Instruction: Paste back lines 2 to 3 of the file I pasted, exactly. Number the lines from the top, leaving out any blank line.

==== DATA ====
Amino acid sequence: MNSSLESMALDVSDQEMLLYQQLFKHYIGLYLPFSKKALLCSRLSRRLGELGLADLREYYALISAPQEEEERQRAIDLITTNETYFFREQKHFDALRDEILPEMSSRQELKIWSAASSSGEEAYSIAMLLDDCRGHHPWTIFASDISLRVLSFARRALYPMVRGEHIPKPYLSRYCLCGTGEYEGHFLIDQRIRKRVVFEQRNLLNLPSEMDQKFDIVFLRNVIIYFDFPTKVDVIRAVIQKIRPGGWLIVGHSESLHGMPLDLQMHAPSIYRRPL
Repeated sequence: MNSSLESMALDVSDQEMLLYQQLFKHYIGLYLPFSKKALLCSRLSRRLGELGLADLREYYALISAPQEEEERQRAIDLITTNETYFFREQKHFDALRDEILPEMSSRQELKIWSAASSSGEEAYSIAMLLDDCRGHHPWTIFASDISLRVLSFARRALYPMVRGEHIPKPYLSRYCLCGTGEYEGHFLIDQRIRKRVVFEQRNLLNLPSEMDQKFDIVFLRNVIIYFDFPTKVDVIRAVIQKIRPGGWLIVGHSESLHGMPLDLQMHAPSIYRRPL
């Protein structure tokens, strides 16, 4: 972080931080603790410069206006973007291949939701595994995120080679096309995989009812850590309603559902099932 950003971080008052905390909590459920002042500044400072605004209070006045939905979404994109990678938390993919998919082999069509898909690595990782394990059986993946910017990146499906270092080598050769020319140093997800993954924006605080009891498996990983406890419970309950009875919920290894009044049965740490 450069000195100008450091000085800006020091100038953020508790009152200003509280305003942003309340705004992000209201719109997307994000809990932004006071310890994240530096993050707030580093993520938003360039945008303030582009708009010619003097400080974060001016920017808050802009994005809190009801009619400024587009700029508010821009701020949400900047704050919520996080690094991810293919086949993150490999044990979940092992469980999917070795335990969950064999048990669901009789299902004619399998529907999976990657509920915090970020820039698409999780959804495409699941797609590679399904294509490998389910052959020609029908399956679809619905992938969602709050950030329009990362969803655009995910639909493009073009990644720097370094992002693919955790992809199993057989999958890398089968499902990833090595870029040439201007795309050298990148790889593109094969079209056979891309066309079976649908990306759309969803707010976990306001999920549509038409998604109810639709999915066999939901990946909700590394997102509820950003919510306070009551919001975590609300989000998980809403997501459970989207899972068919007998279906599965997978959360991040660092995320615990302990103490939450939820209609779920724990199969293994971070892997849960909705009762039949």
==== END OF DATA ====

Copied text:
Repeated sequence: MNSSLESMALDVSDQEMLLYQQLFKHYIGLYLPFSKKALLCSRLSRRLGELGLADLREYYALISAPQEEEERQRAIDLITTNETYFFREQKHFDALRDEILPEMSSRQELKIWSAASSSGEEAYSIAMLLDDCRGHHPWTIFASDISLRVLSFARRALYPMVRGEHIPKPYLSRYCLCGTGEYEGHFLIDQRIRKRVVFEQRNLLNLPSEMDQKFDIVFLRNVIIYFDFPTKVDVIRAVIQKIRPGGWLIVGHSESLHGMPLDLQMHAPSIYRRPL
């Protein structure tokens, strides 16, 4: 972080931080603790410069206006973007291949939701595994995120080679096309995989009812850590309603559902099932 950003971080008052905390909590459920002042500044400072605004209070006045939905979404994109990678938390993919998919082999069509898909690595990782394990059986993946910017990146499906270092080598050769020319140093997800993954924006605080009891498996990983406890419970309950009875919920290894009044049965740490 450069000195100008450091000085800006020091100038953020508790009152200003509280305003942003309340705004992000209201719109997307994000809990932004006071310890994240530096993050707030580093993520938003360039945008303030582009708009010619003097400080974060001016920017808050802009994005809190009801009619400024587009700029508010821009701020949400900047704050919520996080690094991810293919086949993150490999044990979940092992469980999917070795335990969950064999048990669901009789299902004619399998529907999976990657509920915090970020820039698409999780959804495409699941797609590679399904294509490998389910052959020609029908399956679809619905992938969602709050950030329009990362969803655009995910639909493009073009990644720097370094992002693919955790992809199993057989999958890398089968499902990833090595870029040439201007795309050298990148790889593109094969079209056979891309066309079976649908990306759309969803707010976990306001999920549509038409998604109810639709999915066999939901990946909700590394997102509820950003919510306070009551919001975590609300989000998980809403997501459970989207899972068919007998279906599965997978959360991040660092995320615990302990103490939450939820209609779920724990199969293994971070892997849960909705009762039949």